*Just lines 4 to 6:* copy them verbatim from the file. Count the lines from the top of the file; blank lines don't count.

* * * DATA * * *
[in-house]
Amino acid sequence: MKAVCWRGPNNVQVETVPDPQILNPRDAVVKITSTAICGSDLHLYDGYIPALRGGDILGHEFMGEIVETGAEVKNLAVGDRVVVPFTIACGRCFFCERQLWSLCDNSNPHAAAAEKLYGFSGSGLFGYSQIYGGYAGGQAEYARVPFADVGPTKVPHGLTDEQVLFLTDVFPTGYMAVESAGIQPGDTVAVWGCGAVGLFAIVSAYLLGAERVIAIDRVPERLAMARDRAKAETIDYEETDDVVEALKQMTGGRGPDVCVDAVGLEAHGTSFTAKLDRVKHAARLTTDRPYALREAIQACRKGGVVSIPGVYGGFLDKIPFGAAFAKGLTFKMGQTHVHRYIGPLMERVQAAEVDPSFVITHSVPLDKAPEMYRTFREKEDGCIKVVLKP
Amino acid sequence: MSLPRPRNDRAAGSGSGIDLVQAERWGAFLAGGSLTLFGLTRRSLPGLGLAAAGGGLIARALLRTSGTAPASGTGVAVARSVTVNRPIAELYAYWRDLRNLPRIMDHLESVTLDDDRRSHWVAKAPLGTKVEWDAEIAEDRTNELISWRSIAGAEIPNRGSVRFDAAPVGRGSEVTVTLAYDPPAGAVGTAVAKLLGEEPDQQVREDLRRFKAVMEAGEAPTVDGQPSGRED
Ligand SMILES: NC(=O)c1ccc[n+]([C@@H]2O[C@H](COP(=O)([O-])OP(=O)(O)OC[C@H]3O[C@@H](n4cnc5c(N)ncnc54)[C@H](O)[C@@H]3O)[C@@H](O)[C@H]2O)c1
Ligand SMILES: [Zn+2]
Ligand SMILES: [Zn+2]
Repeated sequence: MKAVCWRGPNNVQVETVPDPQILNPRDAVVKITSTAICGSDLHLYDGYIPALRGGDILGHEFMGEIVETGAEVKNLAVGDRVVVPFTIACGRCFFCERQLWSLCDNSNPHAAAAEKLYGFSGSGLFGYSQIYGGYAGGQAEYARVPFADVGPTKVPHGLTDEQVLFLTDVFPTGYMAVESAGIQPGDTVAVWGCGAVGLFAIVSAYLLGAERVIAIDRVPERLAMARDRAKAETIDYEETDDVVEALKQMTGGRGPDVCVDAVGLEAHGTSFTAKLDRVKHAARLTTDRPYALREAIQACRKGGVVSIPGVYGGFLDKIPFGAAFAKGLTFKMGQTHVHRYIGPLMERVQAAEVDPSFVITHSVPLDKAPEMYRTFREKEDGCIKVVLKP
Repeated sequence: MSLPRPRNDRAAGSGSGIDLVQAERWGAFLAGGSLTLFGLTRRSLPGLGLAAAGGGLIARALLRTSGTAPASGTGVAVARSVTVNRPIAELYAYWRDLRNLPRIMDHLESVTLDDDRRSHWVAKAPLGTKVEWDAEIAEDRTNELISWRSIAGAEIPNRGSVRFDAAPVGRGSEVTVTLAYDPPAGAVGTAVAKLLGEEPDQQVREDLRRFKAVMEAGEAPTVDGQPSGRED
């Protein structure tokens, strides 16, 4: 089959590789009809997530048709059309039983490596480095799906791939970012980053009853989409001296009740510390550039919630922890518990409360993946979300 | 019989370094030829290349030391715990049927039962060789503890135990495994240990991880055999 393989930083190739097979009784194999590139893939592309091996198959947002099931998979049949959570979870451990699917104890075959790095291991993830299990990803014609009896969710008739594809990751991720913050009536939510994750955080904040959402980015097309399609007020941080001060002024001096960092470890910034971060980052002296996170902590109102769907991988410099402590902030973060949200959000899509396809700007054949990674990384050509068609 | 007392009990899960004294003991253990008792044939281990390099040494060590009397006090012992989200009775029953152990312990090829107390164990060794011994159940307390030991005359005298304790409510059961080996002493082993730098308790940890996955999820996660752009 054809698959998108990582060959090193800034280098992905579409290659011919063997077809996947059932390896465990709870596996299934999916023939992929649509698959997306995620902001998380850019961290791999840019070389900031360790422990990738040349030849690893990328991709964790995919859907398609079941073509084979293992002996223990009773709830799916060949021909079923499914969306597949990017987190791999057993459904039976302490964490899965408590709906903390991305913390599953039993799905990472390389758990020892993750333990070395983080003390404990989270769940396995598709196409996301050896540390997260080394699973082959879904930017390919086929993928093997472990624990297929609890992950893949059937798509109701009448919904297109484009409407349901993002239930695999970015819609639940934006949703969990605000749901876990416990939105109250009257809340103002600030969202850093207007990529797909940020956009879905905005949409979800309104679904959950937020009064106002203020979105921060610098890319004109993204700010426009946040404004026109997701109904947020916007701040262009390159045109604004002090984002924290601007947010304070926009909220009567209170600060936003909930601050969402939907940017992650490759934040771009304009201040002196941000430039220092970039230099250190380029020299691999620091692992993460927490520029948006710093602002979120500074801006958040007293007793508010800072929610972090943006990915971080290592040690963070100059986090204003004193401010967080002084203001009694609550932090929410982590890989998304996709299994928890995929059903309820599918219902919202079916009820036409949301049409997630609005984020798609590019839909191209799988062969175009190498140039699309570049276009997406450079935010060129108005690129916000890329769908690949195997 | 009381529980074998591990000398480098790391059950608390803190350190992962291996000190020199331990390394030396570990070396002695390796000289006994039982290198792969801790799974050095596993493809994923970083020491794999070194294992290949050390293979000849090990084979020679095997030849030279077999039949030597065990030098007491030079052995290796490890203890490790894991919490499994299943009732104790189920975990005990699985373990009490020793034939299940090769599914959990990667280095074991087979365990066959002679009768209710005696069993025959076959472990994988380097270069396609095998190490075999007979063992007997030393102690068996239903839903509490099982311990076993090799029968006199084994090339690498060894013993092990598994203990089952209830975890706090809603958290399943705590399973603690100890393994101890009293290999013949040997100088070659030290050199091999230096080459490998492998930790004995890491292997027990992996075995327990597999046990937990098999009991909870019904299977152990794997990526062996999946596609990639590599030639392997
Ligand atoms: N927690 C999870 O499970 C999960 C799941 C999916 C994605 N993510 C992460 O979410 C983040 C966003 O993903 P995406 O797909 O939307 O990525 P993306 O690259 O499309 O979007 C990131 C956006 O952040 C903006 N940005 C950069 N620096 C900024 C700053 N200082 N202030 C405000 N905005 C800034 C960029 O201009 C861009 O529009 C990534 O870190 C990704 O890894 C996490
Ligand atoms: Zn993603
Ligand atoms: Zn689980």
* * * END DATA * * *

Ligand SMILES: NC(=O)c1ccc[n+]([C@@H]2O[C@H](COP(=O)([O-])OP(=O)(O)OC[C@H]3O[C@@H](n4cnc5c(N)ncnc54)[C@H](O)[C@@H]3O)[C@@H](O)[C@H]2O)c1
Ligand SMILES: [Zn+2]
Ligand SMILES: [Zn+2]